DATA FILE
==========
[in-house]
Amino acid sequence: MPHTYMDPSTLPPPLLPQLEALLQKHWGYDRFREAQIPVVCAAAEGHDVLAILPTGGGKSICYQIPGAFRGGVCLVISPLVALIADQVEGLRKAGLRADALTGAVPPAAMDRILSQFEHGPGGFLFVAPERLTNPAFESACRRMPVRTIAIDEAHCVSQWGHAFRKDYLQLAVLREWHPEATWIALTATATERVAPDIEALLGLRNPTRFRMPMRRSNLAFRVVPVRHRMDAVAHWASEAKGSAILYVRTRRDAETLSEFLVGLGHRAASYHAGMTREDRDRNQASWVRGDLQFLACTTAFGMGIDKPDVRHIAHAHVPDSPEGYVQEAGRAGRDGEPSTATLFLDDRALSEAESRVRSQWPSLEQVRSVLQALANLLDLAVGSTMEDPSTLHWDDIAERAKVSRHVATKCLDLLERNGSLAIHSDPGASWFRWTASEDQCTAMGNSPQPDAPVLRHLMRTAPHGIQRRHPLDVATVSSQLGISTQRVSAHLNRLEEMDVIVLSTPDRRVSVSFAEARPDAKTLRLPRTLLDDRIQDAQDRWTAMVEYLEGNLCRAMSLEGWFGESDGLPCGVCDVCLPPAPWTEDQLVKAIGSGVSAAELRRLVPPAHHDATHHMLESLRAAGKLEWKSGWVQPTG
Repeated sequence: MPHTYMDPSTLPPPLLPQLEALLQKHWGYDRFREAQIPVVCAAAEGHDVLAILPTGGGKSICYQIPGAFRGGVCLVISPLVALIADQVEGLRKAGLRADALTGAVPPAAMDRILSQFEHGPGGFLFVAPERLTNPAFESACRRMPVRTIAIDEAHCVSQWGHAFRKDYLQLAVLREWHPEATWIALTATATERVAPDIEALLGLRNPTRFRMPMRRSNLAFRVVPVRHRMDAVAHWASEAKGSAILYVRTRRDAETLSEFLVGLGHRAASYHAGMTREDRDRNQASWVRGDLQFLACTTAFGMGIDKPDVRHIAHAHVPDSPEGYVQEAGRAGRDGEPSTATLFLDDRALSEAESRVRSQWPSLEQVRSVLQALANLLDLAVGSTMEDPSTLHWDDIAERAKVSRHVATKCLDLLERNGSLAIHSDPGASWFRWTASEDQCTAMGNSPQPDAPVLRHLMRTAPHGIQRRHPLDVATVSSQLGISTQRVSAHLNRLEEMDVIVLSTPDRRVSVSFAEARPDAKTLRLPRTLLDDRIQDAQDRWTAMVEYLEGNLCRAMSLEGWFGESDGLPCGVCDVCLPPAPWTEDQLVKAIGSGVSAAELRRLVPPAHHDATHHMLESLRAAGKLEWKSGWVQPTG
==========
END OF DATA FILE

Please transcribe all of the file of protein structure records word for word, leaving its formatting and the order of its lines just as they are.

[in-house]
Amino acid sequence: MPHTYMDPSTLPPPLLPQLEALLQKHWGYDRFREAQIPVVCAAAEGHDVLAILPTGGGKSICYQIPGAFRGGVCLVISPLVALIADQVEGLRKAGLRADALTGAVPPAAMDRILSQFEHGPGGFLFVAPERLTNPAFESACRRMPVRTIAIDEAHCVSQWGHAFRKDYLQLAVLREWHPEATWIALTATATERVAPDIEALLGLRNPTRFRMPMRRSNLAFRVVPVRHRMDAVAHWASEAKGSAILYVRTRRDAETLSEFLVGLGHRAASYHAGMTREDRDRNQASWVRGDLQFLACTTAFGMGIDKPDVRHIAHAHVPDSPEGYVQEAGRAGRDGEPSTATLFLDDRALSEAESRVRSQWPSLEQVRSVLQALANLLDLAVGSTMEDPSTLHWDDIAERAKVSRHVATKCLDLLERNGSLAIHSDPGASWFRWTASEDQCTAMGNSPQPDAPVLRHLMRTAPHGIQRRHPLDVATVSSQLGISTQRVSAHLNRLEEMDVIVLSTPDRRVSVSFAEARPDAKTLRLPRTLLDDRIQDAQDRWTAMVEYLEGNLCRAMSLEGWFGESDGLPCGVCDVCLPPAPWTEDQLVKAIGSGVSAAELRRLVPPAHHDATHHMLESLRAAGKLEWKSGWVQPTG
Repeated sequence: MPHTYMDPSTLPPPLLPQLEALLQKHWGYDRFREAQIPVVCAAAEGHDVLAILPTGGGKSICYQIPGAFRGGVCLVISPLVALIADQVEGLRKAGLRADALTGAVPPAAMDRILSQFEHGPGGFLFVAPERLTNPAFESACRRMPVRTIAIDEAHCVSQWGHAFRKDYLQLAVLREWHPEATWIALTATATERVAPDIEALLGLRNPTRFRMPMRRSNLAFRVVPVRHRMDAVAHWASEAKGSAILYVRTRRDAETLSEFLVGLGHRAASYHAGMTREDRDRNQASWVRGDLQFLACTTAFGMGIDKPDVRHIAHAHVPDSPEGYVQEAGRAGRDGEPSTATLFLDDRALSEAESRVRSQWPSLEQVRSVLQALANLLDLAVGSTMEDPSTLHWDDIAERAKVSRHVATKCLDLLERNGSLAIHSDPGASWFRWTASEDQCTAMGNSPQPDAPVLRHLMRTAPHGIQRRHPLDVATVSSQLGISTQRVSAHLNRLEEMDVIVLSTPDRRVSVSFAEARPDAKTLRLPRTLLDDRIQDAQDRWTAMVEYLEGNLCRAMSLEGWFGESDGLPCGVCDVCLPPAPWTEDQLVKAIGSGVSAAELRRLVPPAHHDATHHMLESLRAAGKLEWKSGWVQPTG